Whilst even non movie geeks know that Alfred Hitchcock was one of Britain's greatest movie makers, the name Michael Powell is not as well recognized by non movie fans yet his contribution to British cinema is remarkable. What is also remarkable is Powell's first proper movie "The Edge of the World", I say proper because prior to writing and directing this 81 minute Scottish tale he had been involved in 24 smaller, quickie movies. "The Edge of the World" is remarkable not only because for a movie 75 years old it looks new but also that he manages to get across a true slice of life on an isolated Scottish island and combines it with a believable little drama which has a theme which even now feels current.
The remote Scottish Island of Hirta has lived life the same way for centuries but with the rest of the world evolving their way of life is becoming threatened. It leads to some of the next generation wanting to move on and leave Hirta whilst others cling on to tradition. It is a tradition which causes problems for young lovers Andrew Gray (Niall MacGinnis) and Ruth Manson (Belle Chrystall) as a climbing competition between Andrew and Ruth's brother Robbie (Eric Berry) leads to tragedy and Ruth's father Peter (John Laurie) forbidding Ruth and Andrew from being together. But Peter, one of the Island's elder's who is clinging on to tradition has to face the truth and make a tough decision when he learns that Ruth is carrying Andrew's child.
The first thing which grabs you about "The Edge of the World" is that for a movie which is over 75 years old it looks nothing like other movies from the thirties. I am not just talking about the fact that the image quality looks sharp but Powell's choice of shots because it feels minimal and clean yet also powerful. A shot of the mainland mountains poking through from the clouds in the distance is stunning as is watching Ruth on a cliff top looking in to the distance as the sunsets. To say it is visually stunning seems wrong yet it is breathtaking.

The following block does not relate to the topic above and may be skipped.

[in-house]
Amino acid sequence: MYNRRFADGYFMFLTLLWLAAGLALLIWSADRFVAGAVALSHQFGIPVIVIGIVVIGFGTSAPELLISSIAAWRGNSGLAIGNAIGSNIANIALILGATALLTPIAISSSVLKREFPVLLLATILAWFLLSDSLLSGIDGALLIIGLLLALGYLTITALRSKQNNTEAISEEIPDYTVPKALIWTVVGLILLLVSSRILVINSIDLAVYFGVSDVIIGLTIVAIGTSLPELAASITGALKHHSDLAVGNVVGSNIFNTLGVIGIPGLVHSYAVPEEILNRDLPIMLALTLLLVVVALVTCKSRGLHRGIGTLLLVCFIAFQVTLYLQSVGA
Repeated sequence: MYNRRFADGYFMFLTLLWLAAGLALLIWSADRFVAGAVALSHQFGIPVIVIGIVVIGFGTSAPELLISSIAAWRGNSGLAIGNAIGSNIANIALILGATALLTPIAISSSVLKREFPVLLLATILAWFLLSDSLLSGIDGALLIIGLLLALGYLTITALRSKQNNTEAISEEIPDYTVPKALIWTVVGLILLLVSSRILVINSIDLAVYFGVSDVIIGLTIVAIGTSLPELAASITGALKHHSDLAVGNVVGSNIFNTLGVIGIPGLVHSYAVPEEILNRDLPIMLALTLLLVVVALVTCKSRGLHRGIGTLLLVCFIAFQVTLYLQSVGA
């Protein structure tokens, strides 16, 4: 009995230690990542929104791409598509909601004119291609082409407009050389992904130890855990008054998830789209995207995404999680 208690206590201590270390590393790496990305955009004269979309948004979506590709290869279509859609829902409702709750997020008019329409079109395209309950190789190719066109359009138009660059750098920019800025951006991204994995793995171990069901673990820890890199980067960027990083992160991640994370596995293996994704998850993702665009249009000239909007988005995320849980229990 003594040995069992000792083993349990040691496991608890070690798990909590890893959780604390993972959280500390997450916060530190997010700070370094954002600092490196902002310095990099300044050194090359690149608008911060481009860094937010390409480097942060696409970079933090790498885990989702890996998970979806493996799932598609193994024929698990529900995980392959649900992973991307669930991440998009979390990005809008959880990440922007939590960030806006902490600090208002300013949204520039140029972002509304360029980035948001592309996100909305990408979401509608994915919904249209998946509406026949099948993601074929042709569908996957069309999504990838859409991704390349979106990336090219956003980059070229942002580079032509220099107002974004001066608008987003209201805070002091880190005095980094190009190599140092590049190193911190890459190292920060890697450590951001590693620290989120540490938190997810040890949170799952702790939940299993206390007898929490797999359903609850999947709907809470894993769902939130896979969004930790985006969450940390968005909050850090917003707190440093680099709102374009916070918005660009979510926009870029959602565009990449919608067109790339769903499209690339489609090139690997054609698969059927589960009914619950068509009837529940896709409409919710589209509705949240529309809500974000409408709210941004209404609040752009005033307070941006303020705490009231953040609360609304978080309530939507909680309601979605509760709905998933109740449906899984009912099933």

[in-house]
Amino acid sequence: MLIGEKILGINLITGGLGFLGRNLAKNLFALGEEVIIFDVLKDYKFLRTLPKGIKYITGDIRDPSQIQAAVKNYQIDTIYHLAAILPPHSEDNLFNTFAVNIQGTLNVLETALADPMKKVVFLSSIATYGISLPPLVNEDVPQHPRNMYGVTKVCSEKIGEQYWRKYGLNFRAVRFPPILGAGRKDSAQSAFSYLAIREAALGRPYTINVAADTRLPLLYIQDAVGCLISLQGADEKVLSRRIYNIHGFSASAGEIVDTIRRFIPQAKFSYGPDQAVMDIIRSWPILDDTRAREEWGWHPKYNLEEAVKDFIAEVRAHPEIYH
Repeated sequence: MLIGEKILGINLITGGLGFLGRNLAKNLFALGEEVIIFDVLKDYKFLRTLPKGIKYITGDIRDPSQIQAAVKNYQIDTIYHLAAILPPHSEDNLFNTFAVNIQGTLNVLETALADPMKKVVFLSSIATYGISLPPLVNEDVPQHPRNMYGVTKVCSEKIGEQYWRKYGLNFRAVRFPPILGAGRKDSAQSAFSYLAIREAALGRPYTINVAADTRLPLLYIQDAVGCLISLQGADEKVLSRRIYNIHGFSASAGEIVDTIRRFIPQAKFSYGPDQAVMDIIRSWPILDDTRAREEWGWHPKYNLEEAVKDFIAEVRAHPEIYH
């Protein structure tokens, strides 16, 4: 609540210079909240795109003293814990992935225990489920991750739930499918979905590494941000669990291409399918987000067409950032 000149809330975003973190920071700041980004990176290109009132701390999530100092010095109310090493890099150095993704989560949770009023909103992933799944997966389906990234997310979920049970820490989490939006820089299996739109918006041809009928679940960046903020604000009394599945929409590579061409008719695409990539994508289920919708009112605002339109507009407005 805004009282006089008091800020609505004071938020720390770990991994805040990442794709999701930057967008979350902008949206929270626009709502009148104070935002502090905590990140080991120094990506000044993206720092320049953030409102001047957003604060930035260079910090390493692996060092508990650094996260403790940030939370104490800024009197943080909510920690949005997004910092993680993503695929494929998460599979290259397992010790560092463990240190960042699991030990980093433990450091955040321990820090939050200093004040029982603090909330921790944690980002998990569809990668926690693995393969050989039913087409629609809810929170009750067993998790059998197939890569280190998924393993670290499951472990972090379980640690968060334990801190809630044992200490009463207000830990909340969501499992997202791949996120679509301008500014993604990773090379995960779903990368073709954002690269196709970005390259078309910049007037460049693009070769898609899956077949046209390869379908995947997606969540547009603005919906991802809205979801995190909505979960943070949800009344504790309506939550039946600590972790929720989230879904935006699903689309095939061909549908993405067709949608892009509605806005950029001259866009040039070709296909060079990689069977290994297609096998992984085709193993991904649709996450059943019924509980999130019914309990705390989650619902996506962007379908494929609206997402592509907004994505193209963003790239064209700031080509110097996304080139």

But that is just part of what makes Powell's "The Edge of the World" such a marvellous movie and the authentic storyline is a huge part of why it is so good. Michael Powell actually got the idea for the movie when he read in a newspaper the story of the evacuation of St. Kilda and felt it would make a marvellous movie. He was right and what we get is a look at the struggle on a small island as they try desperately to hold on to centuries of tradition hoping that they can last out. It leads to conflict as there are those who can see that there is no hope arguing with those who refuse to give up. All of which is portrayed with such realism, from scenes of people doing things the old way, the Sunday call to church to the leaders meeting on a rock to discuss the Island's future. But more importantly this theme of a changing world is still relevant and so it doesn't feel like just some historic piece.
Then on top of this Powell gives us a bit of manufactured drama but drama which is inkeeping with the heart of the movie as we have the romance between Ruth and Andrew. It's in keeping because it is the split between wanting to leave the island and those wanting to stay which causes Andrew and Ruth's brother to compete in the cliff climb and when that ends in tragedy it also ends up with Ruth being fore bayed from seeing him. And that nicely evolves leading to change in characters and for Ruth's father to face a huge decision when he learns that Ruth is carrying Andrew's child.
What this all boils down to is that "The Edge of the World" is a marvellous old movie which not only doesn't feel anywhere near as old as it is but also does a fabulous job of delivering a sense of authenticity mixed with drama.